Photo - Matthew Staver for The New York Times
Eryn Willner, center, and Tim Fabisiak partaking at a 4/20 celebration at the University of Colorado, Boulder.
Despite a buzz-killing backdrop of federal raids and local crackdowns, marijuana fans celebrated their high holiday on Friday in all the traditional ways: smoking, speaking out and — no doubt — snacking.
Known as 4/20, the annual April 20th pot party has been celebrated for decades at lazy, hazy rock shows, pungent backyard barbecues and untold numbers of air freshener-challenged dorm rooms. But this year, 4/20 comes at a time both pleasant and paranoia-inducing in the pro-marijuana movement, a good-news, bad-news mindbender that mirrors some people’s experience of being on the drug.
On one hand, see, sometimes it seems as if the American people want to embrace marijuana, with some polls suggesting a growing acceptance of the drug’s use — medically and otherwise — and voters in Colorado and Washington scheduled to vote on legalization in the fall. All of which could be really cool, supporters say.
Unless, of course, it’s not. Antidrug groups have lambasted 4/20 as a gateway event to illegal drug use, and several declared Friday as a day to “Take Back 4/20,” which has its roots in a foggy 1970s ritual involving a group of Northern California teenagers who liked to smoke marijuana at 4:20 p.m.
Opponents have also lately been cheered by an increased enforcement effort by federal officials, who still view marijuana as illegal despite more than a dozen states allowing medical use of the drug.
Nowhere has that pushback been stronger than in Oakland, Calif., where federal drug agents recently raided Oaksterdam University, a cannabis industry training school that had been at the forefront of failed ballot effort in 2010 to legalize in California. Earlier this week, its founder, Richard Lee, announced his retirement, and officials say they are “on life support.”
Still, on Friday, many there were also on something else.
“Today is like being Irish on St. Patrick’s Day,” said Wade O’Connor, an activist and Oaksterdam alumnus who took ample tokes from a blown-glass pipe in the school’s student union.
At the University of Colorado, Boulder, which boasts one of the largest pro-marijuana celebrations in the country, school officials decided to close the campus to outsiders for the day, amid concerns that 4/20 crowds — which have numbered in the thousands in the past — would get disruptive.
“We’ve had complaints from people with respiratory issues, pregnant women, students who are simply trying to get to class, faculty who are trying to teach,” said Bronson Hilliard, a university spokesman.
Going one step further, officials also decided to coat the Norlin Quad on Friday, where 4/20 gatherings have unfolded in the past, with a fish-based fertilizer, resulting in a briny stench. All of which had seemingly had a deterrent effect on students like Tom Ronat, though a handful were arrested for crossing roped-off areas.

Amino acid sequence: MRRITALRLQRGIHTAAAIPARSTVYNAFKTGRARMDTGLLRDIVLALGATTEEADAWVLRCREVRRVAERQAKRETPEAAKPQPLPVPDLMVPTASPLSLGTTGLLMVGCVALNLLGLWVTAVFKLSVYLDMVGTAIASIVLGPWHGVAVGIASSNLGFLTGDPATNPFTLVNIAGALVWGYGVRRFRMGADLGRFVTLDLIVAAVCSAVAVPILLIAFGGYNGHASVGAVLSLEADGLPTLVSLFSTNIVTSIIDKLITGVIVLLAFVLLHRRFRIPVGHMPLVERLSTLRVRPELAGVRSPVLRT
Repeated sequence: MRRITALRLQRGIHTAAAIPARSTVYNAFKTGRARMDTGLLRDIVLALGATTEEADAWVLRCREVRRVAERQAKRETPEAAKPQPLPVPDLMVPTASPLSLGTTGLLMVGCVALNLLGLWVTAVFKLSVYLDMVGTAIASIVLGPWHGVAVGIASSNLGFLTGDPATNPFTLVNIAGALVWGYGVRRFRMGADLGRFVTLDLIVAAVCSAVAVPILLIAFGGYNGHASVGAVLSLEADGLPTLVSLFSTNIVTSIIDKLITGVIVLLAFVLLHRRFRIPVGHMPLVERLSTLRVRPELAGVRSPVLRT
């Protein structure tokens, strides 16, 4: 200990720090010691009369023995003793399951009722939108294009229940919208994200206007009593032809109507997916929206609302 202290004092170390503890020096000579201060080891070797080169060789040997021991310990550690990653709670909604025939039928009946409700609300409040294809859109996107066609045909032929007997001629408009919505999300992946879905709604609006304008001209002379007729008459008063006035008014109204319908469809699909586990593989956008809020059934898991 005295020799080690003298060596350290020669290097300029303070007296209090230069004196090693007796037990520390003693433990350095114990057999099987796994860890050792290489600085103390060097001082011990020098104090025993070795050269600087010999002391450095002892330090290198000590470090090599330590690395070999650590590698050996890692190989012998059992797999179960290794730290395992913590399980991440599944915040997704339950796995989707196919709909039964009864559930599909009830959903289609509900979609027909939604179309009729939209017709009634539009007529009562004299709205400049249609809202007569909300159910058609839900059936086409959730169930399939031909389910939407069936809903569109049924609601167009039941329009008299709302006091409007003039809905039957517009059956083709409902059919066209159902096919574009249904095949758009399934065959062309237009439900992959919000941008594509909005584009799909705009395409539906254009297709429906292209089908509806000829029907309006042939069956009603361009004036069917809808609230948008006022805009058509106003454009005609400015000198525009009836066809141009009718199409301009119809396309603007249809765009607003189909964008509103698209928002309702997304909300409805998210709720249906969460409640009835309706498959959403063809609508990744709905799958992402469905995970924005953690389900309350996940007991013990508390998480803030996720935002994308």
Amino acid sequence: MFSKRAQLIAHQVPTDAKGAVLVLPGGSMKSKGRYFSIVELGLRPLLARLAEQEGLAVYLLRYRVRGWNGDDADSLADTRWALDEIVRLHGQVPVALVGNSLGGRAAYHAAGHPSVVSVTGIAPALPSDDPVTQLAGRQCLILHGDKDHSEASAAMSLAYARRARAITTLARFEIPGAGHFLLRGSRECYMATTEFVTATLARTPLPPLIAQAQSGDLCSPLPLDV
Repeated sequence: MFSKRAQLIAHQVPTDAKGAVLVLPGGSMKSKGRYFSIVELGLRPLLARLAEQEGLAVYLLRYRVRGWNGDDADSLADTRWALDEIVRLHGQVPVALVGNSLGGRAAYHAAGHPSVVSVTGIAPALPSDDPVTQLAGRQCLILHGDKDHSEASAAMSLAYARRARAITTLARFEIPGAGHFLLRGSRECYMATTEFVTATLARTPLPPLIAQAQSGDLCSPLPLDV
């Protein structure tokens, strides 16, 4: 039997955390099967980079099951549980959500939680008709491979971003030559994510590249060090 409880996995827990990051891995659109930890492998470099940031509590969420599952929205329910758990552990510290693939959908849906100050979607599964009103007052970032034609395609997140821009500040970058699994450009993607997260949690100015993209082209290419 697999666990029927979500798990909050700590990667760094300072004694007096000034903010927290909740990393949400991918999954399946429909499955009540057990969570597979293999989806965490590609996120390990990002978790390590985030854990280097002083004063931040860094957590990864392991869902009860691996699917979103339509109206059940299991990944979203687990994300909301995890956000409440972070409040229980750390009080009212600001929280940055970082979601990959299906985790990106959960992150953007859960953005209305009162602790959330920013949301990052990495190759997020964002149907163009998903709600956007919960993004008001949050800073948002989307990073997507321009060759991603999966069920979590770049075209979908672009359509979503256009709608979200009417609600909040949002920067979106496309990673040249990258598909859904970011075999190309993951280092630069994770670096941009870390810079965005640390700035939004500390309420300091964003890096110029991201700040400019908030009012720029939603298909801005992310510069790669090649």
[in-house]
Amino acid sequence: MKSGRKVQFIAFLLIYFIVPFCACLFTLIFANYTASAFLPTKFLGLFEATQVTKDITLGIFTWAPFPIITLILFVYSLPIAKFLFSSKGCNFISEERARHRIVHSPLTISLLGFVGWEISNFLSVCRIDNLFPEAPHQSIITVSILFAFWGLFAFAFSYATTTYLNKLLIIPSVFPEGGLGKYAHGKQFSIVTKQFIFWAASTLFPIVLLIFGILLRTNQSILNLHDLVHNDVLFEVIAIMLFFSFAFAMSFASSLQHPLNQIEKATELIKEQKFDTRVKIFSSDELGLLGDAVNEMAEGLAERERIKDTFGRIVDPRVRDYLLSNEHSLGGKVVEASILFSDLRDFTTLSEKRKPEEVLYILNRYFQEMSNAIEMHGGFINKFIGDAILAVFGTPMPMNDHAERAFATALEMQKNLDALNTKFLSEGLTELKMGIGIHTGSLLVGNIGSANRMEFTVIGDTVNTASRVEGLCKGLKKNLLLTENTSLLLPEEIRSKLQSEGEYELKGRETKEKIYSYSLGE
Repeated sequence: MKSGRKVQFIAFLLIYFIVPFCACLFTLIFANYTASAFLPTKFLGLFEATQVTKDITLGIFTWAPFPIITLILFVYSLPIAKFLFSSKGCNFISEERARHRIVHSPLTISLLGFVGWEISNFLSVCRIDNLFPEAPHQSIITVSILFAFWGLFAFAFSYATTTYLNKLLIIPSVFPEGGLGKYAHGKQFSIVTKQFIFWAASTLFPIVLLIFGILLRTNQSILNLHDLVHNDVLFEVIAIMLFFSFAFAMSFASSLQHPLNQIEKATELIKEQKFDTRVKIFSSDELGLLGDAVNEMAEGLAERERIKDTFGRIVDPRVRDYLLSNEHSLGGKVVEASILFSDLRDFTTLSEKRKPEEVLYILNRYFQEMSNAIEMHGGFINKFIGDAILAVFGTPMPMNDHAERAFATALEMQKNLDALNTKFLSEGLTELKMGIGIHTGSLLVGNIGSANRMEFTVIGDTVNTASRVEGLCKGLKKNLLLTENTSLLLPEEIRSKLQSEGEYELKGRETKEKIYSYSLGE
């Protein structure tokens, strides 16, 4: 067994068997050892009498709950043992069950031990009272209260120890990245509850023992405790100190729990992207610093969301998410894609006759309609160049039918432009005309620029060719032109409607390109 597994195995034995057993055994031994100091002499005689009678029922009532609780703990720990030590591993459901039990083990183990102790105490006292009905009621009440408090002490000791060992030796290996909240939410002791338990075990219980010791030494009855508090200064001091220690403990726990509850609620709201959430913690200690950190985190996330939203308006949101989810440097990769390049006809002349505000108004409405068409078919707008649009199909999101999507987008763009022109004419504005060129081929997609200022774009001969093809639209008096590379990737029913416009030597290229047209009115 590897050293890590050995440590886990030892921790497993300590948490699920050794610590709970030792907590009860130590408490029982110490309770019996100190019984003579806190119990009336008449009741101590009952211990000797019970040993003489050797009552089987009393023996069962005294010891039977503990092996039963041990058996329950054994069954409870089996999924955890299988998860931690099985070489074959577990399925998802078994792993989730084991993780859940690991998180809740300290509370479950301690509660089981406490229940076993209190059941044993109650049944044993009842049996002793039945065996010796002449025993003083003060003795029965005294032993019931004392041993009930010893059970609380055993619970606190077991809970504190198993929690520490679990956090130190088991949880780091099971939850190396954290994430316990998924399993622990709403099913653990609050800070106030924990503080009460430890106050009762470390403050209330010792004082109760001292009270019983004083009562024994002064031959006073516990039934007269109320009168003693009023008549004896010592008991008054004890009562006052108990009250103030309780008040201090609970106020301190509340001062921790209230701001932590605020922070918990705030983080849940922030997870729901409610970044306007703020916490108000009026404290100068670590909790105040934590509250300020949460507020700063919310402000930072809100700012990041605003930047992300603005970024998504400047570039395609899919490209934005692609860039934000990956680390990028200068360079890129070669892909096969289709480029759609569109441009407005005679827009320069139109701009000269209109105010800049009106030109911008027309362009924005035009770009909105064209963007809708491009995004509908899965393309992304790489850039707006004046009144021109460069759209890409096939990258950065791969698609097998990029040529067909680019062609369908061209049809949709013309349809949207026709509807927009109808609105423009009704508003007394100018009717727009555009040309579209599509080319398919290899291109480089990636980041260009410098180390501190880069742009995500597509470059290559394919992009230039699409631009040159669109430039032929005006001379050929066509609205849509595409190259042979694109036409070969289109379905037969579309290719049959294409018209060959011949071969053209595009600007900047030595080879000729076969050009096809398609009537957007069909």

“It just seems way too extreme,” Mr. Ronat said.
Like all holidays, 4/20 has taken on a distinctly commercial feel in some quarters. Concerts by pot-friendly musicians like Willie Nelson and the group Cypress Hill were planned for April 20, as was the opening of a documentary on Bob Marley, considered a patron saint of cannabis aficionados. At Harborside Health Center in Oakland, a popular marijuana dispensary, salespeople were offering deals on ounces of the drug, as well as free mugs and T-shirts for buyers.
Others had brought their own costumes. Steve DeAngelo, the dispensary’s founder and executive director, said he dressed as a sailor for the holiday because “we’re sailing through troubled waters,” adding that recent federal raids had transformed “a day of celebration into a day of resistance.”
For all that bummed-out rhetoric, Stephen Gutwillig, the deputy executive director of the Drug Policy Alliance, which lobbies for more liberal drug laws, said they would eventually carry the day, especially as younger voters make their voices heard.
“That’s what’s taking more and more people into the streets every 4/20,” he said.
Which is just fine by David Evans, a special adviser to the Drug Free America Foundation, which opposes legalization.
“If a bunch of dopers want to sit around getting high, that’s fine,” Mr. Evans said. “It only makes our case that that is what it’s all about.”
That said, groups in favor of legalization seem to have made strides over the years in distancing themselves from the movement’s sometimes grungy past. In Richmond, Va., for example, about 300 people came to the city’s Monroe Park for a rally organized by a local chapter of Students for Sensible Drug Policy. And while there was a fair share of sandals and shorts, the event also attracted people like Kirby Myers, a contractor for the Federal Aviation Administration and one of many gray-haired attendees.
He drove about 95 miles from his home in Springfield, Va., because he believes “the drug war is a misguided program and an inappropriate use of taxpayers’ money.”
But would he partake?